I experienced a moment of synchronicity this past weekend – just as I was typing, “I hope the Ravens win,” a Tweet showed up on my feed about the limitations of the word “hope.” Patrick Brady (@MrMindMiracle) compares “hope” to the word “try,” pointing out the inherent weakness implied by both.
The thought made me pause. I rolled the idea around in my mind for the next few plays (where, I might add, my hope of the Ravens doing well was coming to fruition). “Hope” is a word I frequently use, both in my words and my writing. There are times when hope can be dangerous (as in holding onto the idea that an expired relationship may yet again find footing) and there are times when hope is essential (such as when it keeps us from drowning in despair).
And it’s true, that much like “try,” “hope” is passive. It paints a picture of wishing on a thing and then sitting back waiting for it to occur. And in both cases, action must be paired with intent for anything to happen. Well, other than the Ravens winning. Luckily, they don’t require anything from me to get into the playoffs:)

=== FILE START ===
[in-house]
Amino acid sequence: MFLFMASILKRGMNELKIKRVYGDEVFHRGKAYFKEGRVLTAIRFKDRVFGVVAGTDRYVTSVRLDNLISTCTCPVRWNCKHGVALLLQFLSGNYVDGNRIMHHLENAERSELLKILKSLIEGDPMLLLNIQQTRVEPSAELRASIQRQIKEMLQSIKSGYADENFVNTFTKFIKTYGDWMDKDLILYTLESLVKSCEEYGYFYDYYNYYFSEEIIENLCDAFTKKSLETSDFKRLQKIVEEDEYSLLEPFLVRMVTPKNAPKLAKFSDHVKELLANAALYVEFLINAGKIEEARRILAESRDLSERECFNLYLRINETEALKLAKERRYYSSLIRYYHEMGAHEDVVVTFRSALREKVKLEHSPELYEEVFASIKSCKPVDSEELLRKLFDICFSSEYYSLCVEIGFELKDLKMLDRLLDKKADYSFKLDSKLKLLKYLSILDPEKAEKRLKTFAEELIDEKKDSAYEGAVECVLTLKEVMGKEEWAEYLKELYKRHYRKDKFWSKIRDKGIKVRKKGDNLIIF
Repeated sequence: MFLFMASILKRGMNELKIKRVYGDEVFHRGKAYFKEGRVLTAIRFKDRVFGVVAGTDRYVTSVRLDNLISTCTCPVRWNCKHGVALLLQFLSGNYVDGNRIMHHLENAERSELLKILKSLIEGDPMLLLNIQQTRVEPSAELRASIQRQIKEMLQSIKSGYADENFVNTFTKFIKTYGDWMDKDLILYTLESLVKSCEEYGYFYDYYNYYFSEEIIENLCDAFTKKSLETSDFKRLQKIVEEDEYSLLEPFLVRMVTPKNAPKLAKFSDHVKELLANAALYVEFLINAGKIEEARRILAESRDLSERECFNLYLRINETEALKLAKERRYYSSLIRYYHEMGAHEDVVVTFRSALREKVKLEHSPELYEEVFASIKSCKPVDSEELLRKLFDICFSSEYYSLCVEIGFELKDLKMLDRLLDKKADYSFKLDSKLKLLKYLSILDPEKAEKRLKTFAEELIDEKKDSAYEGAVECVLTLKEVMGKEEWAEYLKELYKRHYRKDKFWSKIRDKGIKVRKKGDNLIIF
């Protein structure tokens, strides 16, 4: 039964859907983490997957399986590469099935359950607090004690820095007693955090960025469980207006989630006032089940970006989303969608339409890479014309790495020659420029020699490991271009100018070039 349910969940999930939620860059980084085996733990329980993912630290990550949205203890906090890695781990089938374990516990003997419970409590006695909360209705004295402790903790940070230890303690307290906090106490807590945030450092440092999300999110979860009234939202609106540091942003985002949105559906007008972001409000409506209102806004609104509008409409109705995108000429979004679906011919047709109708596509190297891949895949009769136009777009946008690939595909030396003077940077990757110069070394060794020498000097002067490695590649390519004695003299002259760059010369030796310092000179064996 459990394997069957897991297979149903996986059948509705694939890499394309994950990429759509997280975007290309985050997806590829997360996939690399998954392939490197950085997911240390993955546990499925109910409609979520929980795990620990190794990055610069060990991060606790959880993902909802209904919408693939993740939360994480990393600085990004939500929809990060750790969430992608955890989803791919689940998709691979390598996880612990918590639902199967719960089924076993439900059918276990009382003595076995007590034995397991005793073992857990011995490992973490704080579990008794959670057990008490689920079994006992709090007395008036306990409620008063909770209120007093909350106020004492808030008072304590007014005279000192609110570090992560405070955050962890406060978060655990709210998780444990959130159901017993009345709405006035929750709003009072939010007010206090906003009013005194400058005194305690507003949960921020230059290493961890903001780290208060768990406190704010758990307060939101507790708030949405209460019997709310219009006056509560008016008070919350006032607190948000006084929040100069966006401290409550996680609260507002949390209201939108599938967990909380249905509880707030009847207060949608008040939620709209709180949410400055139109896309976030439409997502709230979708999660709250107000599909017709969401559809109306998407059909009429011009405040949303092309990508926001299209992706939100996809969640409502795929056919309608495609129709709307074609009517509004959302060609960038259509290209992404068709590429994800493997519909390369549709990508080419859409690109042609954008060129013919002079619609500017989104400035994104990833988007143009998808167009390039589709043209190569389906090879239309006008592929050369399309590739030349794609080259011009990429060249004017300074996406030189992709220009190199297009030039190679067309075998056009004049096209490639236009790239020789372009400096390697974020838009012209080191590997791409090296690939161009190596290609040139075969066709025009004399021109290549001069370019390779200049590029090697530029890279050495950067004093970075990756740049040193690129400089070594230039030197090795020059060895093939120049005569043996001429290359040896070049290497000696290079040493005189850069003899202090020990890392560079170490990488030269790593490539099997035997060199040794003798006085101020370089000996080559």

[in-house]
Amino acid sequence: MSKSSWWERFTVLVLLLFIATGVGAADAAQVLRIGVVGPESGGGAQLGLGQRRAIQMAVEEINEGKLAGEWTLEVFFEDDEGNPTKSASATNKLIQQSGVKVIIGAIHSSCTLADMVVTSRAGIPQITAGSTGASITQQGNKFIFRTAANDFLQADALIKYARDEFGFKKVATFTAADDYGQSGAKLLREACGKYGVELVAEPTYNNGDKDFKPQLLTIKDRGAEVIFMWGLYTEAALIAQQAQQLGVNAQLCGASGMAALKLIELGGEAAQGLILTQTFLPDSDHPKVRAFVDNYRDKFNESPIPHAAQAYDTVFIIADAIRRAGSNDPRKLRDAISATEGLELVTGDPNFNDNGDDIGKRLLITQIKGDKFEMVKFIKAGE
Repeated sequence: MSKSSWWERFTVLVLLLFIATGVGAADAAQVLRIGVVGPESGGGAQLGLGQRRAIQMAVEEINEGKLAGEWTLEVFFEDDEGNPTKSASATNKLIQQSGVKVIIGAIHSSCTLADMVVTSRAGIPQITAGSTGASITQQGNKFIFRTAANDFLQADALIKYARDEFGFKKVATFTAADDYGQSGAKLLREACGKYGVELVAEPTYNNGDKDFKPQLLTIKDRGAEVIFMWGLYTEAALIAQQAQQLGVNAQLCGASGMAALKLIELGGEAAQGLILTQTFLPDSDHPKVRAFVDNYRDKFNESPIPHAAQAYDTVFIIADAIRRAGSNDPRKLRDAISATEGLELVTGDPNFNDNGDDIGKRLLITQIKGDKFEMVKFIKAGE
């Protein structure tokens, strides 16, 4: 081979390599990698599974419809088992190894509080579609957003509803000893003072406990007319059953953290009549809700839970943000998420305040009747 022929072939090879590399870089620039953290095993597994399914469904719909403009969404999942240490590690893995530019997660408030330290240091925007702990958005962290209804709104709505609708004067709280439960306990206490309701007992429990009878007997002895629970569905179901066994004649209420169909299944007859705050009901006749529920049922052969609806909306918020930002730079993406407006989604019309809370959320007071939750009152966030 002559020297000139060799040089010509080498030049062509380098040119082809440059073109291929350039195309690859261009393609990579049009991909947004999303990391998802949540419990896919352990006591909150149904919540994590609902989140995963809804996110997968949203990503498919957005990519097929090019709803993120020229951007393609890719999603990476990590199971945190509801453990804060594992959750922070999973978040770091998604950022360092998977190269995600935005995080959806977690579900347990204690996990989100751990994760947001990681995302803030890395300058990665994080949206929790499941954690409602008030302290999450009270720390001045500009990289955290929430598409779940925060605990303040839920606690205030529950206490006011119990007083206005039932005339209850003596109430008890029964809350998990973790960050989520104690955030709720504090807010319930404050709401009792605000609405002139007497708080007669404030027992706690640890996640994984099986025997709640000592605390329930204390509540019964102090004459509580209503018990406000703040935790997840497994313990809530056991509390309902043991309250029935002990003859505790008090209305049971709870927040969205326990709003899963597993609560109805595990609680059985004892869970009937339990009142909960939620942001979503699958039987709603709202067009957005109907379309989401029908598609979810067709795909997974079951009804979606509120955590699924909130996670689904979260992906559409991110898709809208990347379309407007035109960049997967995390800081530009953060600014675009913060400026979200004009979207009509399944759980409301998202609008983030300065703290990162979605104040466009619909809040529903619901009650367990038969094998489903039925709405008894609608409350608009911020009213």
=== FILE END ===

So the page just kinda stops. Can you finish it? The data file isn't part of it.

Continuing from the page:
Hope is an important emotion. It gives us a whisper of possibility when everything feels impossible. It provides the inspiration to take the next breath when we feel as though our world is imploding. It gives permission to trust that despair isn’t permanent and that you can have a better tomorrow.
Hope gives the motivation to keep going even when you can’t yet see the light.
But hope is not enough.
You have to act.
I have hope and I’m not afraid to use it.
The discussion reminded me of a phrase I heard often during my divorce:
Everything happens for a reason.
Whenever that phrase was delivered by some well-meaning person, I would nod and mutter, “yes,” while silently screaming inside. You see, that phrase to me seemed passive. It implied that I should sit back and wait and let the reason for the hell I was enduring be revealed.
And passively waiting was the last thing I wanted to do. My life was actively stolen from me. And I was actively going to make it better.
And I didn’t just hope I could laugh, trust and love again.
I didn’t just hope that one day I could be grateful for my divorce and even for my ex.
I didn’t just hope I could bring purpose to the pain and create good from so much bad.
I knew I could.
And then I made it happen.
Baby step by baby step.
Replace “hope” and “try” with “believe” and “will.”
Don’t just chase your dreams,
Create your dreams.
Make your hope an active verb.